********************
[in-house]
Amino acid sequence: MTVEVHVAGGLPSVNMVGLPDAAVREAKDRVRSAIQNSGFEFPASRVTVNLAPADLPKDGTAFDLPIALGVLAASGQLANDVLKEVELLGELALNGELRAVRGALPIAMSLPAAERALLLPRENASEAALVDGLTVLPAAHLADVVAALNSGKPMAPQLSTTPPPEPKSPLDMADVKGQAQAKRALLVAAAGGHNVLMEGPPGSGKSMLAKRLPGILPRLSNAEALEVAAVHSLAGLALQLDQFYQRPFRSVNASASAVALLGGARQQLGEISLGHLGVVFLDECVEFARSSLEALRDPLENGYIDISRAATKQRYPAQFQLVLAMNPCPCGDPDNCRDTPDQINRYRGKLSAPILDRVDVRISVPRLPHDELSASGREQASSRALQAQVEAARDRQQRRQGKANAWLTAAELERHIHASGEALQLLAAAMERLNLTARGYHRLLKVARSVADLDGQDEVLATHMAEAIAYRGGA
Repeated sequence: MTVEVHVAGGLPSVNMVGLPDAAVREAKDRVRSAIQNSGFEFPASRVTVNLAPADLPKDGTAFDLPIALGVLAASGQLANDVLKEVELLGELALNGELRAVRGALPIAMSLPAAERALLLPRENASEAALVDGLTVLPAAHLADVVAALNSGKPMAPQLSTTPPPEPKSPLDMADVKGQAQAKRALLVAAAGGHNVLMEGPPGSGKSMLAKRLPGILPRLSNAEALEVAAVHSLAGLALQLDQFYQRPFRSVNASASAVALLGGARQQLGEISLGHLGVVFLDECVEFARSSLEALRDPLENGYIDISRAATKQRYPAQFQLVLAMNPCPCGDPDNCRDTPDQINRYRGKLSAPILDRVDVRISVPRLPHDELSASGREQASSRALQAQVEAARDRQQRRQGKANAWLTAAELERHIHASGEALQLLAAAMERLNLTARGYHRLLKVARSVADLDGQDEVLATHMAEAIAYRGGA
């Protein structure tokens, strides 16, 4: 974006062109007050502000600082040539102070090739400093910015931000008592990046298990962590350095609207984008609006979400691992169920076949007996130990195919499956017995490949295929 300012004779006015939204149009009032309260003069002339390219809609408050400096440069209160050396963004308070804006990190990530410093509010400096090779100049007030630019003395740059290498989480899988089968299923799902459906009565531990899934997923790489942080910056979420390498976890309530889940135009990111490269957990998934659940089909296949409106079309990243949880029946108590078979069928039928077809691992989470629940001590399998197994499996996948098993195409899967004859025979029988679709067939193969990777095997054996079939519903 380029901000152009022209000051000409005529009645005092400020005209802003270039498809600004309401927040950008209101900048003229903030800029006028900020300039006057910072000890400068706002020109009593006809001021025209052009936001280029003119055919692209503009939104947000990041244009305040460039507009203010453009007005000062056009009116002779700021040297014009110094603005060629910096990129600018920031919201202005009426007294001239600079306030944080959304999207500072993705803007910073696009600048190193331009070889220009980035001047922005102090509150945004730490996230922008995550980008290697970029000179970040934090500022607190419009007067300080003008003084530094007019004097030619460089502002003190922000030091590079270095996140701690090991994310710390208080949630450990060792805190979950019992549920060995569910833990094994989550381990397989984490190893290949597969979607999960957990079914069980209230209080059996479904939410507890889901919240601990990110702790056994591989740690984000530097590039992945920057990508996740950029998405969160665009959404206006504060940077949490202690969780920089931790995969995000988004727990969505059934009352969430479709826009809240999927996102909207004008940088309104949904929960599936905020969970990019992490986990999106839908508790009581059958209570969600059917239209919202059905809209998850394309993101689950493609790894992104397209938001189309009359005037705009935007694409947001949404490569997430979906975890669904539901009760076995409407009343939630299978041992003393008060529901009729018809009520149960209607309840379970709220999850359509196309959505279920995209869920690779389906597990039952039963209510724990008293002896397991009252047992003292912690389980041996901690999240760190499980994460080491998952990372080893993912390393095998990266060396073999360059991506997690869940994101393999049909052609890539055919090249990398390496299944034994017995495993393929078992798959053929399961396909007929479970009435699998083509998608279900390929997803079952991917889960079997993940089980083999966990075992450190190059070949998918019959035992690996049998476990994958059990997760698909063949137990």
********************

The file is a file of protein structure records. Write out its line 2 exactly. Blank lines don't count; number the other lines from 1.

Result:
Amino acid sequence: MTVEVHVAGGLPSVNMVGLPDAAVREAKDRVRSAIQNSGFEFPASRVTVNLAPADLPKDGTAFDLPIALGVLAASGQLANDVLKEVELLGELALNGELRAVRGALPIAMSLPAAERALLLPRENASEAALVDGLTVLPAAHLADVVAALNSGKPMAPQLSTTPPPEPKSPLDMADVKGQAQAKRALLVAAAGGHNVLMEGPPGSGKSMLAKRLPGILPRLSNAEALEVAAVHSLAGLALQLDQFYQRPFRSVNASASAVALLGGARQQLGEISLGHLGVVFLDECVEFARSSLEALRDPLENGYIDISRAATKQRYPAQFQLVLAMNPCPCGDPDNCRDTPDQINRYRGKLSAPILDRVDVRISVPRLPHDELSASGREQASSRALQAQVEAARDRQQRRQGKANAWLTAAELERHIHASGEALQLLAAAMERLNLTARGYHRLLKVARSVADLDGQDEVLATHMAEAIAYRGGA